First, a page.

Names in games are rarely associated with individuals. Of course, you have your Gabe Newell, or Cliff Bleszinski, among others, who have made a name for themselves within the gaming community. This is because game development is generally done in studios, where hundreds if not more of designers and coders work together to produce the final product. Indie gaming has though brought the rise of one developer, Mike Bithell, who broke onto the scene with Thomas was Alone, one of the best games of its year, and now is following up with Volume, a totally different, and not only in terms of gameplay, title.
Volume is a puzzle game, very much different from Thomas was Alone. If in the latter, the climate was relaxed and playful, Volume embodies the opposite characteristics, in the sense that as the game progresses, it becomes tenser and a sense of urgency begins to take over, even though levels do not have any time limit themselves. Perhaps the only similarity between the two is the narration in the game. While in Thomas was Alone the narrator’s part was pretty obvious, in Mike Bithell’s latest, the game is narrated through the use of both dialogue and messages spread throughout the level, aiding your understanding of whatever place you have found yourself in. Conversely to Thomas was Alone, in Volume the plot is not really the main focus of the game, instead letting the puzzles and mechanics take over in that department. Your character is called Robert and is a thief, and with the help of Alan, an AI who talks quite a lot, you navigate through the levels without alerting the guards. Technically, you don’t have to let the guards capture you not see you, as I’ve been noticed probably a hundred times now, but finding somewhere to hide will give you time to reorganize your ideas.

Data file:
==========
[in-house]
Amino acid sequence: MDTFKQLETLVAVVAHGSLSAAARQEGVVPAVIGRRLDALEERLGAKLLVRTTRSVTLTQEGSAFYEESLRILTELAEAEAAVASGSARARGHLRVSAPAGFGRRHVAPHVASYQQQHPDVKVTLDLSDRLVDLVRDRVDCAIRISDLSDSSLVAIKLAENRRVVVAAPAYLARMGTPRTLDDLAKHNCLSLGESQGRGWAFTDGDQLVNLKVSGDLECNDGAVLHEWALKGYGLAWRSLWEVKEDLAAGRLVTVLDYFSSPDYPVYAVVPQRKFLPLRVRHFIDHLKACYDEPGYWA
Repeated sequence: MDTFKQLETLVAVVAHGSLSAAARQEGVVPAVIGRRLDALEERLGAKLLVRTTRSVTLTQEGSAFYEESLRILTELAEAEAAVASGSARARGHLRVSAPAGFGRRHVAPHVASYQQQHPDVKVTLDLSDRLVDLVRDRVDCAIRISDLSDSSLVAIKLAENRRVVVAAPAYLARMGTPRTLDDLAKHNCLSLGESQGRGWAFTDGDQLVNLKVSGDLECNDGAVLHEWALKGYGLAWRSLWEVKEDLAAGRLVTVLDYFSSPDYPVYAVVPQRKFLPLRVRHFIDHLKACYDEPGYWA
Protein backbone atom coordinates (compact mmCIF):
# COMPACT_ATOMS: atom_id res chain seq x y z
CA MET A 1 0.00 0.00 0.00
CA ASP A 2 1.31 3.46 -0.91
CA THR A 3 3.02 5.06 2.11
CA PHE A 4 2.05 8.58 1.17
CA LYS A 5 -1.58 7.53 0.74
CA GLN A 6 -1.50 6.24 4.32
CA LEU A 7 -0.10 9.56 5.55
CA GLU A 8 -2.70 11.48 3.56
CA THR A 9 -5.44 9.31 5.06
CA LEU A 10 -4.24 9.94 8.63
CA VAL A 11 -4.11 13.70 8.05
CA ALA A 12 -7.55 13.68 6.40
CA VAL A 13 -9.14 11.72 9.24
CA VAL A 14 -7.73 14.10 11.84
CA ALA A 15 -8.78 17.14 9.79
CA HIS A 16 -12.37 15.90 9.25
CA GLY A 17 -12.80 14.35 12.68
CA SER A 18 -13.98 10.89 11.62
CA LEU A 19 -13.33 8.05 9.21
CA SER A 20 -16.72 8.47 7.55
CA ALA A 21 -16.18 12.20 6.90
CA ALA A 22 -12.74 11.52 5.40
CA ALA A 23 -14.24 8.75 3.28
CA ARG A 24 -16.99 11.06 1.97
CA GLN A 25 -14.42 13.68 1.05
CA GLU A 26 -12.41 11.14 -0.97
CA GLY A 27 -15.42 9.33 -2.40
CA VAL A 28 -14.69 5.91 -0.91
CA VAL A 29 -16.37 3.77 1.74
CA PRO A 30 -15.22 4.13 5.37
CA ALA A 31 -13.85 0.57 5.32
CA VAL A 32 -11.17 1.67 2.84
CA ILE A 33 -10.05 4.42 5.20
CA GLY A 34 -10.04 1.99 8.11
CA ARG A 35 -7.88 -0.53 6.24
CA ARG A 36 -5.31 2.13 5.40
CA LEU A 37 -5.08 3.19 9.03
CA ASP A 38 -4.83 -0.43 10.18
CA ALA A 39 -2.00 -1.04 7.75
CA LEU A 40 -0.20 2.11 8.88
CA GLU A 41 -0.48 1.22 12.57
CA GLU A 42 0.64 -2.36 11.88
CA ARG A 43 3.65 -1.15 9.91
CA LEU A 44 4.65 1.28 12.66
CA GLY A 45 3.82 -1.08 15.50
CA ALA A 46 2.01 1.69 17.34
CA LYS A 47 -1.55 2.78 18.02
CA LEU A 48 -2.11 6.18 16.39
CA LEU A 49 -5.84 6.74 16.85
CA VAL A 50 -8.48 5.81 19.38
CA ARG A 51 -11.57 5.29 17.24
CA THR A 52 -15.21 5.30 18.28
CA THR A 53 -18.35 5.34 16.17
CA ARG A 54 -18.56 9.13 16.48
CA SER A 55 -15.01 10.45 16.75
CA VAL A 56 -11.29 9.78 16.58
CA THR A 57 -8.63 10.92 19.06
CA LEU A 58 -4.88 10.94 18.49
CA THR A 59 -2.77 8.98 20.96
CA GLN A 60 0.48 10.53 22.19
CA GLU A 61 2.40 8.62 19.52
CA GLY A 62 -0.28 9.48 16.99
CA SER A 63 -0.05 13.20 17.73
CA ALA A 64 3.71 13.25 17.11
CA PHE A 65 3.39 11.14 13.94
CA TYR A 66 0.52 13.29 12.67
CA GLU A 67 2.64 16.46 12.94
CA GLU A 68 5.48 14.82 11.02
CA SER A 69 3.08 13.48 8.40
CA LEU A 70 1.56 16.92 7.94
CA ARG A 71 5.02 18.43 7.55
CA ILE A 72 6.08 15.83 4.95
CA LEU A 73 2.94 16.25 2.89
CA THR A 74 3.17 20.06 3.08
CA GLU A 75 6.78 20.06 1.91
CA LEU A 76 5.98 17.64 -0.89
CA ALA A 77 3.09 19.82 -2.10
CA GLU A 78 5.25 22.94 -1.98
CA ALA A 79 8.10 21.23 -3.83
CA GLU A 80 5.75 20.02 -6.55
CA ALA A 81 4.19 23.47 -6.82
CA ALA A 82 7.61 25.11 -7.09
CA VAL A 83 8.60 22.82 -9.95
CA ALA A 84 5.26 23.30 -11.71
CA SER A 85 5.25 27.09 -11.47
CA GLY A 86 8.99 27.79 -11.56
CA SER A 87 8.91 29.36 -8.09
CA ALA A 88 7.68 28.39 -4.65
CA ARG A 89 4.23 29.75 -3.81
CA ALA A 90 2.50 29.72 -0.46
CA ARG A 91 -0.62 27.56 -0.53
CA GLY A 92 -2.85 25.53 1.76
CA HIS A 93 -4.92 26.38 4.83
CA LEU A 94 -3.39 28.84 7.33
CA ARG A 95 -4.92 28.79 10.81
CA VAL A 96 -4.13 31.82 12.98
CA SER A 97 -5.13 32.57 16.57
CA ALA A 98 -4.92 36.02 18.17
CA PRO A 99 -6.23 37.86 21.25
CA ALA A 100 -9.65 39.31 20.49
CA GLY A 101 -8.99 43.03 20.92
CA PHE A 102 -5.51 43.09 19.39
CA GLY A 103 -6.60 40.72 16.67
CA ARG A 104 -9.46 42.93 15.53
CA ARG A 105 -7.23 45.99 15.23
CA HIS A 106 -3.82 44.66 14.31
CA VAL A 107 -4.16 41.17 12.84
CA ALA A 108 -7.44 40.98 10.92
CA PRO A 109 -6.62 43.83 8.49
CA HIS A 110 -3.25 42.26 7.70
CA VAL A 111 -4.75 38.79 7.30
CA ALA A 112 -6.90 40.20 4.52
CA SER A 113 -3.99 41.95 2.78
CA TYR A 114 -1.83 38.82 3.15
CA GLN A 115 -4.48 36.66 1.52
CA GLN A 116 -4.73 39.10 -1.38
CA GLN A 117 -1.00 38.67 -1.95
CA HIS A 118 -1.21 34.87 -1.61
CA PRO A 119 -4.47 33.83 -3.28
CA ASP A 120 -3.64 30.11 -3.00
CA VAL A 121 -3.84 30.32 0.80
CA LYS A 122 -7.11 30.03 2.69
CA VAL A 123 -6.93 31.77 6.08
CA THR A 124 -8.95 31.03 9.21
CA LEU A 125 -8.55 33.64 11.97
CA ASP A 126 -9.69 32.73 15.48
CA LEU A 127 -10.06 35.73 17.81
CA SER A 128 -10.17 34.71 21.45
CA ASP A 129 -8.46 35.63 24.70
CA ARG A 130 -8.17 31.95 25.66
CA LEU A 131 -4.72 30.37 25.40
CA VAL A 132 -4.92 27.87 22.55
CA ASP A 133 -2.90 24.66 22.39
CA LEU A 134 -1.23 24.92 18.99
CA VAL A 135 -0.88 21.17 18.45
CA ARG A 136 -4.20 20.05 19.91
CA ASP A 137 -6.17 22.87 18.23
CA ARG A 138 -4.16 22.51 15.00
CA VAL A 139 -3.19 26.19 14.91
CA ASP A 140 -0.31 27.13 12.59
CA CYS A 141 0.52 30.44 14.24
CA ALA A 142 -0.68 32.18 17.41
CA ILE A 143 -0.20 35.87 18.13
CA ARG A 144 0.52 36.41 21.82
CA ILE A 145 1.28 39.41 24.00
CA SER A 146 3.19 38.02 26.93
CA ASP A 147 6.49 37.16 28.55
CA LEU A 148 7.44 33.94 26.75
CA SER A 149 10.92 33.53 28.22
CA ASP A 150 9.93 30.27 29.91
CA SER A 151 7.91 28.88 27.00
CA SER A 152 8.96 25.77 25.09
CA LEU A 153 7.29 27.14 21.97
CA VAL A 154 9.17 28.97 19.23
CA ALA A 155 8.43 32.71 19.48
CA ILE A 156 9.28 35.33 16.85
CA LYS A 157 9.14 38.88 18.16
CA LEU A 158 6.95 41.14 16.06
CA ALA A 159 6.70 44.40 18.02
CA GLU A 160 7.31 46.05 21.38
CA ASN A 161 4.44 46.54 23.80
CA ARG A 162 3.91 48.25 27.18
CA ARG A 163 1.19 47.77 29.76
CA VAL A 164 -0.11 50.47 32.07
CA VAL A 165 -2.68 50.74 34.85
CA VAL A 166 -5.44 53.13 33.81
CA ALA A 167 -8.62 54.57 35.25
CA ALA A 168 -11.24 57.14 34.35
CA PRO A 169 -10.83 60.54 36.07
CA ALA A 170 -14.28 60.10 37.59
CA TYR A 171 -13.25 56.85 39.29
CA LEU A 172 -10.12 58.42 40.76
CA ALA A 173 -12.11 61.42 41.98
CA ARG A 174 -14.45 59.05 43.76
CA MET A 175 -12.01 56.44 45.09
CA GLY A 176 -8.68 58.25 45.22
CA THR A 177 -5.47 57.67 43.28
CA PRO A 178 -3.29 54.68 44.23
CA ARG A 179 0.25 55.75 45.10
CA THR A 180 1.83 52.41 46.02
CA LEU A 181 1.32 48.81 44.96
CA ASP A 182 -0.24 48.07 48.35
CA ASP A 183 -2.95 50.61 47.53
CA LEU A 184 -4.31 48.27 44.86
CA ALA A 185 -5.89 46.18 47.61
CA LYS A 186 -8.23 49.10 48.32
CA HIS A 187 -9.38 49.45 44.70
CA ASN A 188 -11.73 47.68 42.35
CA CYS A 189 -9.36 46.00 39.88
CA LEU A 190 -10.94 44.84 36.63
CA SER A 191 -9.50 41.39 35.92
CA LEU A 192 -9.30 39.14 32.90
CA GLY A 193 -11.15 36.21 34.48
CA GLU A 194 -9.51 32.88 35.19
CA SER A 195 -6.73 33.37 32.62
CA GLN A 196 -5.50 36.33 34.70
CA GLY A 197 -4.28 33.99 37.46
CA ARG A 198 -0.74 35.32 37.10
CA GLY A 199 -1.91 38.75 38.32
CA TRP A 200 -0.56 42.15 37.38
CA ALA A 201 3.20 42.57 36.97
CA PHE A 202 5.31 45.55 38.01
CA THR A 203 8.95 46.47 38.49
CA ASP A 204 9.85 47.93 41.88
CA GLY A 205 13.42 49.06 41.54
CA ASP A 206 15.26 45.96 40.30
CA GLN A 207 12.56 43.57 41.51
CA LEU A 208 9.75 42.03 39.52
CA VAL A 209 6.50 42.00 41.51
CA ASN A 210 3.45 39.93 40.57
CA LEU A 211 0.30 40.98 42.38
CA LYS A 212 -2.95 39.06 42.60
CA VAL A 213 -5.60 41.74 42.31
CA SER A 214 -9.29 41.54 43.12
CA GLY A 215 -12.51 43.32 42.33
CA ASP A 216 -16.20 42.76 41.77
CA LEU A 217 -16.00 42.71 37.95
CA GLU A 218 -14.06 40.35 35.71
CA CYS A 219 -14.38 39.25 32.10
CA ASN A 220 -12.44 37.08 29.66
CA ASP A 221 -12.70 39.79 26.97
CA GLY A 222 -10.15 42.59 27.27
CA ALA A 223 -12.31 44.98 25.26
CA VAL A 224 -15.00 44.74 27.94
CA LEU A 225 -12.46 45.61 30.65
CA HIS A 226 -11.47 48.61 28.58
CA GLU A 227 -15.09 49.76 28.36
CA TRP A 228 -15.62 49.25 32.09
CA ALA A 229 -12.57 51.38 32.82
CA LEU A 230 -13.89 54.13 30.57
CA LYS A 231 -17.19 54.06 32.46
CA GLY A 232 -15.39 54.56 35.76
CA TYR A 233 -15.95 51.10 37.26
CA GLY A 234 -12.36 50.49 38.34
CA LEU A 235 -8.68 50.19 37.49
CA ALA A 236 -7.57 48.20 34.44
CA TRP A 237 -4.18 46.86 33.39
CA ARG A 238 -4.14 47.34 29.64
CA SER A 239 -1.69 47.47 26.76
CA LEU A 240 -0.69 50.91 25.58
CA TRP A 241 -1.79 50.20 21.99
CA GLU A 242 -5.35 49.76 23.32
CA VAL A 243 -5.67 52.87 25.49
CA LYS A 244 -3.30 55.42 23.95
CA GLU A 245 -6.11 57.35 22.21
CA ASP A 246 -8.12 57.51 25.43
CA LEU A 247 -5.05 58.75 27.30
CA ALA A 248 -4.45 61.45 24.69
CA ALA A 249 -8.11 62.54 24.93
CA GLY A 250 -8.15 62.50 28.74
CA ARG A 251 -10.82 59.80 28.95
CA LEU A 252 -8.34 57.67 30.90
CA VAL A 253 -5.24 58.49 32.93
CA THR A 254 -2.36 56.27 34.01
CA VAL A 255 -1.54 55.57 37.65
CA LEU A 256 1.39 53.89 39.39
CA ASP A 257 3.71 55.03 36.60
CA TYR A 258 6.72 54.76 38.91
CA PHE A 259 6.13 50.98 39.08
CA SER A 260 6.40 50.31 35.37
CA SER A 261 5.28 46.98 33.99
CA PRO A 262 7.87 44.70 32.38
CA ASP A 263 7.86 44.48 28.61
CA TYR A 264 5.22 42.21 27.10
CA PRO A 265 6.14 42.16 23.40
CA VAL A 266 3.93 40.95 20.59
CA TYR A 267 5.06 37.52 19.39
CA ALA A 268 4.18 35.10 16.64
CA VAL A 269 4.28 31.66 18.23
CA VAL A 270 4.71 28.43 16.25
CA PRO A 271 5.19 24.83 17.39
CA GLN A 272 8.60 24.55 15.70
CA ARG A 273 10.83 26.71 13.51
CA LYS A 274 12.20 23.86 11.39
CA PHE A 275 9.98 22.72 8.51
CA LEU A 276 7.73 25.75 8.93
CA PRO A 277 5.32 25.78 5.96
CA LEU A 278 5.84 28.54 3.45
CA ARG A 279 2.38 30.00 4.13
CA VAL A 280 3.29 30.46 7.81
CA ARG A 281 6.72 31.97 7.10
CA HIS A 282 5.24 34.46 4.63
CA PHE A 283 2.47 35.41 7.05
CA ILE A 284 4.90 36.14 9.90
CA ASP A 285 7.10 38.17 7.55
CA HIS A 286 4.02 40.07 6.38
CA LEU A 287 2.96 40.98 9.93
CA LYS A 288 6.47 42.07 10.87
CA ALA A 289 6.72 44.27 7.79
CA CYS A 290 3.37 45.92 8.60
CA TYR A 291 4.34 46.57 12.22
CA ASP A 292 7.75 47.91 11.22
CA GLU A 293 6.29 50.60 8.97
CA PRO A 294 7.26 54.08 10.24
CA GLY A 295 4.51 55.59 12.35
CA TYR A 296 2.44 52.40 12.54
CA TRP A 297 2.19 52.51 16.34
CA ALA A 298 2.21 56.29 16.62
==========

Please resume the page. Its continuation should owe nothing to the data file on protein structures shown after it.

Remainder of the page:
Gameplay in Volume is simple, but it does require good execution and after the first ten or so levels, thought will become an important factor in puzzle solving. Apart from moving, the only things which you can do is read notes, presumably left by Alan due to their cheeky comments, pick up gadgets, make noise, enter lockers or other places where to hide, or hide behind walls. If this sounds fairly limited, fear not, because the game plays so smoothly you don’t even realise how few the controls are. This is because Volume blends all these actions together in a way that you almost have too much on your hands. For example making noise while hiding behind a wall and then as soon as the guard patrolling the opposite area moves, you turn the corner yourself and escape.
In Volume, the main antagonists of each level are the guards, who patrol the area, either stationary or moving. Your job, obviously, is to avoid being killed by the guards. For the guards to shoot, you have to be in the field of vision of a guard for some five seconds, which honestly gives you plenty, if not too much, time to hide. Hiding in Volume is done either by normally moving behind cover or putting your back against the wall, which comes very useful when turning corners since by a press of a button, you will perform a right angle and stick to the next wall. There are also lockers in which you can hide, maybe until a guard passes by. Apart from being able to make noise yourself, there are also other sources which can be activated to produce noise, such as water taps or flushing a toilet. This will only attract guards standing within the range of such things, so plan your toilet tricks accordingly.